Archive for the ‘Misc’ Category

The Year Everything Broke

Friday, December 31st, 2021

I come to bury 2021, not to praise it.

2021 is now officially on my list of All-time Top 5 Worst Years. It may even be in my top (bottom?) three—who knows, today is still not over—but it is certainly among my least favorite.

This year everything, it seems, broke. My hand. The refrigerator. Our car (three times, actually). Democracy.

There’s a 100 ft. ponderosa pine in our neighbor’s yard that snapped in two—and is still hanging across our property months later— after being strangled by a wisteria vine so thick it looks like a python. The same snaking plant is entangled in an electrical line and is currently, slowly, pulling down a nearby street light at the top of a utility pole. The power company has sent out a number of people to look at the problem, but nobody has done anything about it. (Feel free to insert your own Trump/Jan.6/Antivaxxer metaphor here.)

While 2020 was a blow to the system, with plenty of jokes about the Before Time, 2021 feels like a hard break with the past.

This summer I broke with a mountain religious retreat my family has been deeply involved with for over 120 years, selling off the last of our shares and interests after I found out they had blatantly ignored public safety during the pandemic (and after assuring everyone they would). Word was a few of its board members still believe covid is a hoax. Yeah, no.

Newspapers — an industry I always wanted to work in, and did so for almost a quarter century— are deliberately being broken by hedge funds and vulture capitalists, whose sole interest is smashing open journalism and sucking out the money until only a desiccated shell remains. That this also allows corruption in politics and business to spread like a cancer, freeing bullshit and big lies to flourish, is seen by them as fringe benefit.

Once it was believed that billionaires could save newsprint, but 2021 made it clear that no one was coming to the rescue.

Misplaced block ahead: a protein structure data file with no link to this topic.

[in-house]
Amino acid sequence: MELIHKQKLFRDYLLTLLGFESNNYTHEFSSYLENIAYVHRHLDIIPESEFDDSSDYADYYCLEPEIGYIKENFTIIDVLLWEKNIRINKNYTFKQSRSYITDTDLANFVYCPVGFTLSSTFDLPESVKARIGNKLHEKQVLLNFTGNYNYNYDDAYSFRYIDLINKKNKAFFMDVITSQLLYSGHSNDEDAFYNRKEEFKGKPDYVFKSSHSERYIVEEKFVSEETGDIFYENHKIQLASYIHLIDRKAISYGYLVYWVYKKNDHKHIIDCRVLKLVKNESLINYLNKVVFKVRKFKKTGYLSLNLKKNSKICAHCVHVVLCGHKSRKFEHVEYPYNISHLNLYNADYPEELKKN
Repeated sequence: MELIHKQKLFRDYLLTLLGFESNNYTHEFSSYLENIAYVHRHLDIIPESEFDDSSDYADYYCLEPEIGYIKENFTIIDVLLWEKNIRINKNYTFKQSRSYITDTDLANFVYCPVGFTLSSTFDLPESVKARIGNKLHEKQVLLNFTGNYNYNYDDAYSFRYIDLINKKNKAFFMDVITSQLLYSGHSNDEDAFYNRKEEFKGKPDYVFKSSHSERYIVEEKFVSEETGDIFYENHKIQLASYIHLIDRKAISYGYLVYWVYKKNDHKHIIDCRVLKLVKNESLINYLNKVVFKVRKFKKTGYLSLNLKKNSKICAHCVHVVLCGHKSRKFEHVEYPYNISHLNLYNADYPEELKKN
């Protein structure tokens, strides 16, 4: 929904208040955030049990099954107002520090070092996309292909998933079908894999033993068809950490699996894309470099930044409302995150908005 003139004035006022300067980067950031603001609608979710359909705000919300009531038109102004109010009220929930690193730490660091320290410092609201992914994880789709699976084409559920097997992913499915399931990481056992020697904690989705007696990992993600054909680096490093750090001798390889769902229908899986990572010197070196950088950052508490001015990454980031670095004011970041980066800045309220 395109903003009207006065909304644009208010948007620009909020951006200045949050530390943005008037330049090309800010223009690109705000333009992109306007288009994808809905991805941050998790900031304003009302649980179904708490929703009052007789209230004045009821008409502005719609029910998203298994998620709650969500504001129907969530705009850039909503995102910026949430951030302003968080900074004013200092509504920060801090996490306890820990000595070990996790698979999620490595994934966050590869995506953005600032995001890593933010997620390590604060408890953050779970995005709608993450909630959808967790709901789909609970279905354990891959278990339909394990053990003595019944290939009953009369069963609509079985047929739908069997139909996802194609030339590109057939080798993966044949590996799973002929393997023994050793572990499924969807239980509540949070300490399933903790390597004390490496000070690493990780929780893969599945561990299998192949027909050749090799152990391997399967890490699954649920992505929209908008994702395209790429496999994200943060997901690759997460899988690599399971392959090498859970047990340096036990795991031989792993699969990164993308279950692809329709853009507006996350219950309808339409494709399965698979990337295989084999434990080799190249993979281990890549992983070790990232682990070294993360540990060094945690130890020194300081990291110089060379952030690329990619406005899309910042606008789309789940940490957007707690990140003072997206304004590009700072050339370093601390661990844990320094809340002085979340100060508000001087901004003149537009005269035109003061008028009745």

Even the reputation of the Pulitzers Prize shattered this year, when they refused to name a winner in the category of Editorial Cartooning — after a grueling 2020 when political cartoonists did some of the best work of the last century. Supposedly the gold standard for great journalism, the Pulitzer committee undercut the validity of their own award with the snub, and showed they were just as chummy, self-important, and out of touch as the Grammys.

I could go on. I am sure you have your own list of broken bodies, beliefs and institutions from this year.

2021 also revealed what we suspected all along: that Facebook is clearly broken … wait, come to think of it, that’s actually a good thing. We don’t need no water/let the motherzucker burn!

So it wasn’t all bad.

Also, kittens.

That I am able to test out my hand by slowly writing this post 3 weeks after surgery is a good sign. And I’d be remiss if I did not point out the one mitigating factor that kept 2021 from being a complete disaster:

We would not have been able to make it through this year without the unflinching generosity of friends, family and complete strangers. That is not an exaggeration. We would have lost everything. Everyone who helped us this year made a real difference, one that we eventually hope to pay back or pay forward.

I must even thank —and I can’t believe I’m saying this— several large corporations who stepped up and stepped in to assist us of their own volition, proving that some businesses have finally begun to realize they won’t have customers in the future if they don’t help out people now.

We’re not out of this yet, but thanks to y’all we made it to 2022. You bought us time.